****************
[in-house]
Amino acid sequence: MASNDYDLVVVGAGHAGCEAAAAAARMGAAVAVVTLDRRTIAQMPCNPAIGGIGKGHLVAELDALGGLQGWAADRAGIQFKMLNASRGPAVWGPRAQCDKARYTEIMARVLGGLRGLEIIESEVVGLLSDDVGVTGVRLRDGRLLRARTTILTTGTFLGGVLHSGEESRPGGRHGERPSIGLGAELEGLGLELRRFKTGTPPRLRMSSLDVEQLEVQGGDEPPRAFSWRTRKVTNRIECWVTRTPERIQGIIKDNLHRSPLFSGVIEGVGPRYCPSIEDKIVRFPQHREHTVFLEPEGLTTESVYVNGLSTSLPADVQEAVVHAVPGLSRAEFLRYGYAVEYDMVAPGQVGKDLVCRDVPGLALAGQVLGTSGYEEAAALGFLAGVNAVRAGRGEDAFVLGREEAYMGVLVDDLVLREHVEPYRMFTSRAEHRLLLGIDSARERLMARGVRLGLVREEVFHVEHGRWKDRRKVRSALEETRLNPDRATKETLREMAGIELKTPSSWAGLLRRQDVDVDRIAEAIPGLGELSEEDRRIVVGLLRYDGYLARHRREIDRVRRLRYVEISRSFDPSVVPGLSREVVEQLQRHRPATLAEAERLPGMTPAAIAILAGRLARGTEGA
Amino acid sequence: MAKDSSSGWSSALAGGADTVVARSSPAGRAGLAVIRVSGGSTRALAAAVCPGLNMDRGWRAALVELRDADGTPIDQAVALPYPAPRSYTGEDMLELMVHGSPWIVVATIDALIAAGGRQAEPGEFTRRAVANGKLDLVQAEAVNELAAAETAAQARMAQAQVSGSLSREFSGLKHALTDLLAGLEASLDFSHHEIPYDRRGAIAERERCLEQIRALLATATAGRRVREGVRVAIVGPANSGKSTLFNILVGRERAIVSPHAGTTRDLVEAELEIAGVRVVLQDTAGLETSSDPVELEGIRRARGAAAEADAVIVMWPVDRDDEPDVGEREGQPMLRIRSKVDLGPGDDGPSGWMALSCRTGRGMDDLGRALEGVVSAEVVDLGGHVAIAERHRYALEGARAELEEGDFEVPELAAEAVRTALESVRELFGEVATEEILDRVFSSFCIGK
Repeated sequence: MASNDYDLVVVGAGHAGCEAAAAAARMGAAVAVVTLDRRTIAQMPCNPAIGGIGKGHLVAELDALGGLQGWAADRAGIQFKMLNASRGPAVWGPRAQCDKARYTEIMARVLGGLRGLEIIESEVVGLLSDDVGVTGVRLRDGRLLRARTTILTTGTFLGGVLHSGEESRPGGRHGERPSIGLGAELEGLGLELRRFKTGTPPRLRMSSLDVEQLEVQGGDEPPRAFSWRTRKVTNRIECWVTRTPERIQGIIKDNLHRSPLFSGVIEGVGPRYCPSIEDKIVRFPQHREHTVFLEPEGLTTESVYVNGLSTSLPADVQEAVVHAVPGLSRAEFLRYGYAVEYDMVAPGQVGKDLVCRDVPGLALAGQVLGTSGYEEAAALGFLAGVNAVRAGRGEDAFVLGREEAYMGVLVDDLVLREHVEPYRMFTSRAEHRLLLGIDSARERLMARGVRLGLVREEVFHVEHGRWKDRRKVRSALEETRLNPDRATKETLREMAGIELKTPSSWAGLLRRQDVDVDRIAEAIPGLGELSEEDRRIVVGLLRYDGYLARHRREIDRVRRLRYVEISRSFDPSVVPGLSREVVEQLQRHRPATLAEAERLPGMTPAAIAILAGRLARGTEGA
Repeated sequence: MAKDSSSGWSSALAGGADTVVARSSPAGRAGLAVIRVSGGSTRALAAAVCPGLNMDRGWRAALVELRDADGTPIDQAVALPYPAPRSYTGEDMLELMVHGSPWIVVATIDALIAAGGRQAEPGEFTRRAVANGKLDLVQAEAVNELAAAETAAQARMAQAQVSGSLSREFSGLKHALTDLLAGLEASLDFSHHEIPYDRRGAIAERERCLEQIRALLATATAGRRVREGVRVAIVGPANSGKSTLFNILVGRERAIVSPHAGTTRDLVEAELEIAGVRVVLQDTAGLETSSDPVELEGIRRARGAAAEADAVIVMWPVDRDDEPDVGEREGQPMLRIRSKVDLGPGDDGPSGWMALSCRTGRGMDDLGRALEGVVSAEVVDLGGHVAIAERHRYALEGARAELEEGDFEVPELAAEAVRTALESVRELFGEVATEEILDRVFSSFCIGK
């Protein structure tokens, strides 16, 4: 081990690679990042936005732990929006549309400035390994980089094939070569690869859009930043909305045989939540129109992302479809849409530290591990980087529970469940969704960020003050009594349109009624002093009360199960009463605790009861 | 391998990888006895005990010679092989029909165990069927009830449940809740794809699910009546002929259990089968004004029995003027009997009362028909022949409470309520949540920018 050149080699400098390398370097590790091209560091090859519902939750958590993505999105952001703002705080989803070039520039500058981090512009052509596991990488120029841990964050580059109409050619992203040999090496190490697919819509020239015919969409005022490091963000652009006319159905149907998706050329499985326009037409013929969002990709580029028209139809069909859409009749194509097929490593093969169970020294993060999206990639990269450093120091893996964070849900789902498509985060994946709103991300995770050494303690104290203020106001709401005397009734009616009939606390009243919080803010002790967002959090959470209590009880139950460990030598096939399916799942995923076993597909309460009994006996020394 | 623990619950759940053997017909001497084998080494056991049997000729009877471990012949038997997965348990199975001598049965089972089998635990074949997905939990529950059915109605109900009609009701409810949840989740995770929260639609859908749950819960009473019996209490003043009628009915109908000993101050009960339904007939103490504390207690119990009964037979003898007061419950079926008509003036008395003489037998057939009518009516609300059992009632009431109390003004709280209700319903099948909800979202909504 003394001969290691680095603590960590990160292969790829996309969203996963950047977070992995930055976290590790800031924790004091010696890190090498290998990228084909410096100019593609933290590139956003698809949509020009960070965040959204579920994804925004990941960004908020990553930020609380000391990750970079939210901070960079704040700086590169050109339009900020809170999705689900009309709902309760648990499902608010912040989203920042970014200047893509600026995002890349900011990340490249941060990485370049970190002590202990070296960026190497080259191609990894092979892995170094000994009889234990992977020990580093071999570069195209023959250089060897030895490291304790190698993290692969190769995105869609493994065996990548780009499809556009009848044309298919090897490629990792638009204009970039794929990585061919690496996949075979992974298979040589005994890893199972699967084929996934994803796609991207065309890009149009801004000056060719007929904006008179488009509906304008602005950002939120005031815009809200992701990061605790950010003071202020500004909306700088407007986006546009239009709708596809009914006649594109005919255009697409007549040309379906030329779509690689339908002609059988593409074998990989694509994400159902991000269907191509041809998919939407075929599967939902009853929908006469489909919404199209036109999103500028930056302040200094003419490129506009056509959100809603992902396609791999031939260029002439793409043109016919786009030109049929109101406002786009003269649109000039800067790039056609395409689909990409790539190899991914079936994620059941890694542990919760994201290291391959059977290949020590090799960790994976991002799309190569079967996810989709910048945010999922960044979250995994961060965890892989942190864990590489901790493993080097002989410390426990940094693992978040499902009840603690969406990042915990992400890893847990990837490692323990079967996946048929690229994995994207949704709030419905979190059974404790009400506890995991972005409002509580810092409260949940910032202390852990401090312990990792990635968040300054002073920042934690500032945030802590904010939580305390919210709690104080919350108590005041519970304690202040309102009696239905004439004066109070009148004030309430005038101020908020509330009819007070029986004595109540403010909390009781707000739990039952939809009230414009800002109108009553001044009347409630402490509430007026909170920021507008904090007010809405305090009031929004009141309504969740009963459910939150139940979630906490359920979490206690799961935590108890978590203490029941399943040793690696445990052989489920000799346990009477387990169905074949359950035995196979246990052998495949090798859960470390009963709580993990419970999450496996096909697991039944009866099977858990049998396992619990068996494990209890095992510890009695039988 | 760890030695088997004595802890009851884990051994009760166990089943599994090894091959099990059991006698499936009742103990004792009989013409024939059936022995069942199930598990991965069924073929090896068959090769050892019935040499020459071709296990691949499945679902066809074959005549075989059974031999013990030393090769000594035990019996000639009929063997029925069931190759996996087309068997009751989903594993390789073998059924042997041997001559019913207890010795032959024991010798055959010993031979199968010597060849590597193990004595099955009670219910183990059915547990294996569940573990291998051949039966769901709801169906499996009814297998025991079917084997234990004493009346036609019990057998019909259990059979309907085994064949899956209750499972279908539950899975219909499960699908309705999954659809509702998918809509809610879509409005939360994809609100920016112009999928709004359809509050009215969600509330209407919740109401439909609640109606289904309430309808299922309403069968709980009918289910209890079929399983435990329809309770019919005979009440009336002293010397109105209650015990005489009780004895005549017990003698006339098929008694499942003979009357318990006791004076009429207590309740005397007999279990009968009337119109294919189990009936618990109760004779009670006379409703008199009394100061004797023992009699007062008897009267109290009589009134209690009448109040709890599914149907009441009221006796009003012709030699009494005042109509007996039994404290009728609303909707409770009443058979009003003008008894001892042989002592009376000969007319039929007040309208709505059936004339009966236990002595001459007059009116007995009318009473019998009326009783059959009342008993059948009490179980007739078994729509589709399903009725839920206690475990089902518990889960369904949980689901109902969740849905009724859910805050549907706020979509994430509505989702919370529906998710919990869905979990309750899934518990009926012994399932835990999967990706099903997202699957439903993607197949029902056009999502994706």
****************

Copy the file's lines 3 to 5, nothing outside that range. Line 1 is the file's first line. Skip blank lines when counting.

Amino acid sequence: MAKDSSSGWSSALAGGADTVVARSSPAGRAGLAVIRVSGGSTRALAAAVCPGLNMDRGWRAALVELRDADGTPIDQAVALPYPAPRSYTGEDMLELMVHGSPWIVVATIDALIAAGGRQAEPGEFTRRAVANGKLDLVQAEAVNELAAAETAAQARMAQAQVSGSLSREFSGLKHALTDLLAGLEASLDFSHHEIPYDRRGAIAERERCLEQIRALLATATAGRRVREGVRVAIVGPANSGKSTLFNILVGRERAIVSPHAGTTRDLVEAELEIAGVRVVLQDTAGLETSSDPVELEGIRRARGAAAEADAVIVMWPVDRDDEPDVGEREGQPMLRIRSKVDLGPGDDGPSGWMALSCRTGRGMDDLGRALEGVVSAEVVDLGGHVAIAERHRYALEGARAELEEGDFEVPELAAEAVRTALESVRELFGEVATEEILDRVFSSFCIGK
Repeated sequence: MASNDYDLVVVGAGHAGCEAAAAAARMGAAVAVVTLDRRTIAQMPCNPAIGGIGKGHLVAELDALGGLQGWAADRAGIQFKMLNASRGPAVWGPRAQCDKARYTEIMARVLGGLRGLEIIESEVVGLLSDDVGVTGVRLRDGRLLRARTTILTTGTFLGGVLHSGEESRPGGRHGERPSIGLGAELEGLGLELRRFKTGTPPRLRMSSLDVEQLEVQGGDEPPRAFSWRTRKVTNRIECWVTRTPERIQGIIKDNLHRSPLFSGVIEGVGPRYCPSIEDKIVRFPQHREHTVFLEPEGLTTESVYVNGLSTSLPADVQEAVVHAVPGLSRAEFLRYGYAVEYDMVAPGQVGKDLVCRDVPGLALAGQVLGTSGYEEAAALGFLAGVNAVRAGRGEDAFVLGREEAYMGVLVDDLVLREHVEPYRMFTSRAEHRLLLGIDSARERLMARGVRLGLVREEVFHVEHGRWKDRRKVRSALEETRLNPDRATKETLREMAGIELKTPSSWAGLLRRQDVDVDRIAEAIPGLGELSEEDRRIVVGLLRYDGYLARHRREIDRVRRLRYVEISRSFDPSVVPGLSREVVEQLQRHRPATLAEAERLPGMTPAAIAILAGRLARGTEGA
Repeated sequence: MAKDSSSGWSSALAGGADTVVARSSPAGRAGLAVIRVSGGSTRALAAAVCPGLNMDRGWRAALVELRDADGTPIDQAVALPYPAPRSYTGEDMLELMVHGSPWIVVATIDALIAAGGRQAEPGEFTRRAVANGKLDLVQAEAVNELAAAETAAQARMAQAQVSGSLSREFSGLKHALTDLLAGLEASLDFSHHEIPYDRRGAIAERERCLEQIRALLATATAGRRVREGVRVAIVGPANSGKSTLFNILVGRERAIVSPHAGTTRDLVEAELEIAGVRVVLQDTAGLETSSDPVELEGIRRARGAAAEADAVIVMWPVDRDDEPDVGEREGQPMLRIRSKVDLGPGDDGPSGWMALSCRTGRGMDDLGRALEGVVSAEVVDLGGHVAIAERHRYALEGARAELEEGDFEVPELAAEAVRTALESVRELFGEVATEEILDRVFSSFCIGK